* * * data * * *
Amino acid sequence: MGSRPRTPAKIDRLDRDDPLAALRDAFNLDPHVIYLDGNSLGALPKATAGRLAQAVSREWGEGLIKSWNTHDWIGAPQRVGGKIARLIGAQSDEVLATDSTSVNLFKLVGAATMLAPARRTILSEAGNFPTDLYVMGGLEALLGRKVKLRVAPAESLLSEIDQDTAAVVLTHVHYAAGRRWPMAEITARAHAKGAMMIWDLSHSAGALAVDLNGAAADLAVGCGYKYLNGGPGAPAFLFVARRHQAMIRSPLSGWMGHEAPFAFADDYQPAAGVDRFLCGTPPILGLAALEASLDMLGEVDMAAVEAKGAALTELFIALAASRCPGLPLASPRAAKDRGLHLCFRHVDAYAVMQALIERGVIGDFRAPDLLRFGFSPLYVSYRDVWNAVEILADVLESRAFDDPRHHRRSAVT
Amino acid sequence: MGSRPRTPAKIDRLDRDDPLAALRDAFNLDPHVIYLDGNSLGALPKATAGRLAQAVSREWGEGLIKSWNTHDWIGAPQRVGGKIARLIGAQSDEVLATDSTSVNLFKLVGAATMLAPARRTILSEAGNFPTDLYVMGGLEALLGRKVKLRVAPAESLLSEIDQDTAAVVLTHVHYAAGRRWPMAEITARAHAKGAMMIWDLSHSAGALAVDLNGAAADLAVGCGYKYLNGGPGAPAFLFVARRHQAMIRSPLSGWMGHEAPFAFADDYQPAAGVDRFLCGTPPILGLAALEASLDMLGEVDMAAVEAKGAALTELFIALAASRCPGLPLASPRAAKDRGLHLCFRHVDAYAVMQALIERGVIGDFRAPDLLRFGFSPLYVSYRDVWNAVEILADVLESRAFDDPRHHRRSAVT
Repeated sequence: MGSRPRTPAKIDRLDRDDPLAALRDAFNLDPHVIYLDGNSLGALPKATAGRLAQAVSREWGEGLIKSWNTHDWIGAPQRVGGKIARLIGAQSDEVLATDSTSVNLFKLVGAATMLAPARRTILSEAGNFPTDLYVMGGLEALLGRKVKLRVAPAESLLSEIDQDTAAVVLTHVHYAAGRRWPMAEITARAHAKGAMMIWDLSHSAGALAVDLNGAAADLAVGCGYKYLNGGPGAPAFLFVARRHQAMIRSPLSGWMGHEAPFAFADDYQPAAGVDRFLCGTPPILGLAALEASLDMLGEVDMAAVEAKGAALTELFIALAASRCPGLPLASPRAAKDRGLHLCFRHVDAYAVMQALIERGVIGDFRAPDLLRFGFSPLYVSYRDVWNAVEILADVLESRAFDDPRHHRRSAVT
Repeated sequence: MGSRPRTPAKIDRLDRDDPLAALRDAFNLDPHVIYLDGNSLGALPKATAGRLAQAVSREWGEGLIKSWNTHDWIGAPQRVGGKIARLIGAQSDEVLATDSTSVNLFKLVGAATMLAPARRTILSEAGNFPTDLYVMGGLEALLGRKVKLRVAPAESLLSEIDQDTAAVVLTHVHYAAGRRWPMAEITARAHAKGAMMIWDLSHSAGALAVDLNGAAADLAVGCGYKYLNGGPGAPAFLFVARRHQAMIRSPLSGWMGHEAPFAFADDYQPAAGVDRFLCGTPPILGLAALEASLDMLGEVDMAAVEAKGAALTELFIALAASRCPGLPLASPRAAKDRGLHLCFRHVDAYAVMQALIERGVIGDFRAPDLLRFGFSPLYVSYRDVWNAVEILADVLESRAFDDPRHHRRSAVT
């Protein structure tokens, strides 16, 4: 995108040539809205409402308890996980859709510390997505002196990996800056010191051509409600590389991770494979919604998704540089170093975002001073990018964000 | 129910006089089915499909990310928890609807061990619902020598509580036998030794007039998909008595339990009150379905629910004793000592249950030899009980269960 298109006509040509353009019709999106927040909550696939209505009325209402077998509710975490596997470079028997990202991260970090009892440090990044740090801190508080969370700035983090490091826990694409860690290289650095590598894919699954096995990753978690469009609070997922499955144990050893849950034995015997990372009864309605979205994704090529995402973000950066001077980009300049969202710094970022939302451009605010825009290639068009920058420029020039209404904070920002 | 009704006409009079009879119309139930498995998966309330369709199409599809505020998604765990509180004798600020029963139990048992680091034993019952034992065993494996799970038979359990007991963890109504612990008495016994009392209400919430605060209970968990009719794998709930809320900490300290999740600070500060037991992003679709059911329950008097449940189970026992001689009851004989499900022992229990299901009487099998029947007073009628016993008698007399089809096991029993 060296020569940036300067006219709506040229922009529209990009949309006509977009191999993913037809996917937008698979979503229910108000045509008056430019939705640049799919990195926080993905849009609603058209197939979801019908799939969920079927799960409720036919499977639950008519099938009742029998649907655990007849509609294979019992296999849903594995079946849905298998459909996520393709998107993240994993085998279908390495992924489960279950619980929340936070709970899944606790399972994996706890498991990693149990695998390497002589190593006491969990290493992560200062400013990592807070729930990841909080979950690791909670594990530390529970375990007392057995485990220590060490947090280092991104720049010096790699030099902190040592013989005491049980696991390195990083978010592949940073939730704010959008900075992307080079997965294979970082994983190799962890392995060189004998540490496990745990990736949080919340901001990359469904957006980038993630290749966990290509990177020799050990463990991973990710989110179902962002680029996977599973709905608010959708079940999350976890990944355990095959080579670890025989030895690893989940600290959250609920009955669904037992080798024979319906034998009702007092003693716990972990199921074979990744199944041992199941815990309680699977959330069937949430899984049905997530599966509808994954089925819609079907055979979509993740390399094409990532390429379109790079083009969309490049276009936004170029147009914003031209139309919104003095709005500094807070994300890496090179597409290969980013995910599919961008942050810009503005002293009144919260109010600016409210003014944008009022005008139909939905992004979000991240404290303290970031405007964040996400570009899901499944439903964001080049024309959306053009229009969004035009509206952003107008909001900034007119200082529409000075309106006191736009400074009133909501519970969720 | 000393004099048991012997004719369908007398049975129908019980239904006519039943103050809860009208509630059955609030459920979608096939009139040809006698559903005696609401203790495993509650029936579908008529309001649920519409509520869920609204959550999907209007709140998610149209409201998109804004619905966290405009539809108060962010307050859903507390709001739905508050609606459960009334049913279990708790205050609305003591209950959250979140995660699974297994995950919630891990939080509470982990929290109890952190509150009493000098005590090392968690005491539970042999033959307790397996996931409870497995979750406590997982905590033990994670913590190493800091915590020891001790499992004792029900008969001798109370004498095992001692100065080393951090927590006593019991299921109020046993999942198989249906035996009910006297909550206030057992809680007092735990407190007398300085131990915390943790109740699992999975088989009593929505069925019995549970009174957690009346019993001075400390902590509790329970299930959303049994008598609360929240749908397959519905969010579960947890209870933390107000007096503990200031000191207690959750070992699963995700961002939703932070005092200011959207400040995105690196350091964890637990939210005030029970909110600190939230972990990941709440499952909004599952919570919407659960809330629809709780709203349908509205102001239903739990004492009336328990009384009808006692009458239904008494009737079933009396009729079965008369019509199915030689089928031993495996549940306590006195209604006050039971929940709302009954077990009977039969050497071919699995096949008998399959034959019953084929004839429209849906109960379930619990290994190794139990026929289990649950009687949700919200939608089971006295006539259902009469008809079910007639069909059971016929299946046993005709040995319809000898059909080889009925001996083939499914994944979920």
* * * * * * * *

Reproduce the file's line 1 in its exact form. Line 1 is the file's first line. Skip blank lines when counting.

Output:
Amino acid sequence: MGSRPRTPAKIDRLDRDDPLAALRDAFNLDPHVIYLDGNSLGALPKATAGRLAQAVSREWGEGLIKSWNTHDWIGAPQRVGGKIARLIGAQSDEVLATDSTSVNLFKLVGAATMLAPARRTILSEAGNFPTDLYVMGGLEALLGRKVKLRVAPAESLLSEIDQDTAAVVLTHVHYAAGRRWPMAEITARAHAKGAMMIWDLSHSAGALAVDLNGAAADLAVGCGYKYLNGGPGAPAFLFVARRHQAMIRSPLSGWMGHEAPFAFADDYQPAAGVDRFLCGTPPILGLAALEASLDMLGEVDMAAVEAKGAALTELFIALAASRCPGLPLASPRAAKDRGLHLCFRHVDAYAVMQALIERGVIGDFRAPDLLRFGFSPLYVSYRDVWNAVEILADVLESRAFDDPRHHRRSAVT